Above, Giles explains the problem with computers in I, Robot…You, Jane, S1E8. .gif by flowerdrop
Key figure and arguably the anchor of early season Buffy, Rupert Giles (Buffy’s Watcher), we learn was a curator at “a British museum or The British Museum”. (Willow, BtVS S1E1) Giles learned that he was to become a Watcher at the age of ten, from his father and mother, who were also Watchers.
His early years required intensive duty to scholastics which eventually led him to a rebellious period when he and his peers delved beyond their studies, exploring the dark and black arts. They utilized books and materials they had little ability to wield or control let alone understand. Giles often cautions Willow, and serves as a direct warning to all, not to reach beyond their means where learning is concerned, especially in the learning of magics. (Fred later serves as a direct warning/example of the danger of intensive scholastics… another entry will cover that.)
Due to his years delving into the black arts, which function in the show as a drug Giles (known then as ‘Ripper”) and his peers tried to control a demon named Eyeghon, who eventually hunts down the entire group, save Ethan Rayne and Giles, and murders each one. This speckled history of Giles’ is revealed in the episode “The Dark Age,” (S2E8).
In this episode Giles’ history directly compromises the most important people in his life: Jenny Calendar and Buffy. Jenny ends up being possessed by Eyeghon (and thus Buffy ends up beating her to a pulp, working out some subconscious father-figure/jealousy issues in the meantime), while Buffy gets held captive by Ethan Rayne who tries to deflect Eyeghon’s attention from himself by offering up Buffy.
The metaphor of knowledge as a drug is therefore laid out early. If school & scholastics are the beer and wine of the education world (with the ability to get one buzzed or even drunk on knowledge/power), magic is the Meth. Magic is the Heroin of knowledge. Magic is a way to utilize learning immediately in a way that can impact the user’s immediate environment. In light of this, each character can then be viewed through this facet.
Willow is clearly cut out to be an addict, with her drive and obsession for all knowledge. Giles was a recreational user who let it get the better of him. Cordelia is content with “beer & wine,” Xander has no appetite whatsoever, and Buffy has a natural aptitude but no time to capitalize on it because she is a Slayer.
At the library (and later at the magic shop), we know Giles tries to keep the most powerful books where the others will not be able to easily access them. We also know Willow quickly begins to ignore this boundary, sneaking the books she wants to read or see. Early on Buffy is in support of Willow, especially when it will benefit her, thinking her behavior is harmless like when Willow proposes they access the books for history regarding Angel. This is one of the first times we see the addict/co-dependent relationship between Buffy and Willow start to shape itself. (Willow’s addiction and the co-dependence of the Scoobies will be addressed in another essay.)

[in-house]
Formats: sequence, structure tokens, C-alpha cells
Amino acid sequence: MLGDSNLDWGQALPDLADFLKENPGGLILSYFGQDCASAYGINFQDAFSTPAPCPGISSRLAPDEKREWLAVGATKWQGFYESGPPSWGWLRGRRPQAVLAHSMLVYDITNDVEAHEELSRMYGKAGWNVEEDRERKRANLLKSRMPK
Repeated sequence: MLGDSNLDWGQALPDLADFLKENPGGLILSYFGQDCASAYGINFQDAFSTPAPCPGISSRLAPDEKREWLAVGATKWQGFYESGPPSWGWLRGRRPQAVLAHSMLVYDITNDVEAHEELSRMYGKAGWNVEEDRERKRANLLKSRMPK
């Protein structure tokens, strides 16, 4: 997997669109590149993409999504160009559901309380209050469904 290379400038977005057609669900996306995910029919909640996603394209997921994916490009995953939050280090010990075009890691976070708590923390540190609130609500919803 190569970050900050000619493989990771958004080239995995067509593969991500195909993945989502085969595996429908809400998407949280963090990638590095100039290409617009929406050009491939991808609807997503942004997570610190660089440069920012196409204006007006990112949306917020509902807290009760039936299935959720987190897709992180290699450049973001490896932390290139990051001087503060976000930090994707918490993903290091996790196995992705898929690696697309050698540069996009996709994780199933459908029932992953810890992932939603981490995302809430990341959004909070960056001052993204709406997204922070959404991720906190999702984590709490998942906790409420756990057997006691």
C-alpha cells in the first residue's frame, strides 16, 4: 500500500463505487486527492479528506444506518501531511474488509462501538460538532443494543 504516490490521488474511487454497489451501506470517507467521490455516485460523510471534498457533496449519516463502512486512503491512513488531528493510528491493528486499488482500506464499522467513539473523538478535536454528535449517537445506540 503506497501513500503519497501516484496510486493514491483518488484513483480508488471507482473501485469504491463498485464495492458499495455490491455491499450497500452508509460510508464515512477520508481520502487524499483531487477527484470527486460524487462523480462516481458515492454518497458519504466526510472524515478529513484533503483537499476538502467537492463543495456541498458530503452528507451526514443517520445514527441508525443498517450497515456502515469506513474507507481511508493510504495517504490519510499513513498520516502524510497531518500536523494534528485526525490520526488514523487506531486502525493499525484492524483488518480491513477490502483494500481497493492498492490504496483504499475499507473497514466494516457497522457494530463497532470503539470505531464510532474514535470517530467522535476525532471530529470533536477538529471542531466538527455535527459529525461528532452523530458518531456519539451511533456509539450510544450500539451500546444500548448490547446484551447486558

Giles’ cautions to Willow are from a place of experience, and he is never okay with Willow’s behavior, despite seeing from time to time that her considerable, eventual power is sometimes their only hope. Giles’ attempt to use magic for entertainment as an adolescent creates an unshakable problem that follows him well into adulthood and harms what he loves best. Despite seeing this first hand, Willow does not cease to reach for power and knowledge she does not have. Being the smartest student in school and having the best grades does not satisfy her in any way, it causes her to want more. Where Giles tried to utilize knowledge/magic for recreation, Willow becomes an addict to the Nth; falsely believing she can achieve some sort of mastery where Giles failed due to, as she perceives, his ineptitude.
What we know of Giles is that he comes to rest somewhere in the middle where knowledge is concerned. He knows from experience that he must self-discipline and recognize when something is too far out of his realm. If a job is too big, rather than plow ahead and attempt something dangerous, he will generally contact someone with the right abilities or resources for the job. In converse fashion, Willow will always try everything on her own, even when she is well out of her depth. The “fix” she gets when she is able to apply herself successfully is more than enough for her to eat her failures, and the failures serve to create deeper craving for her to have more successes.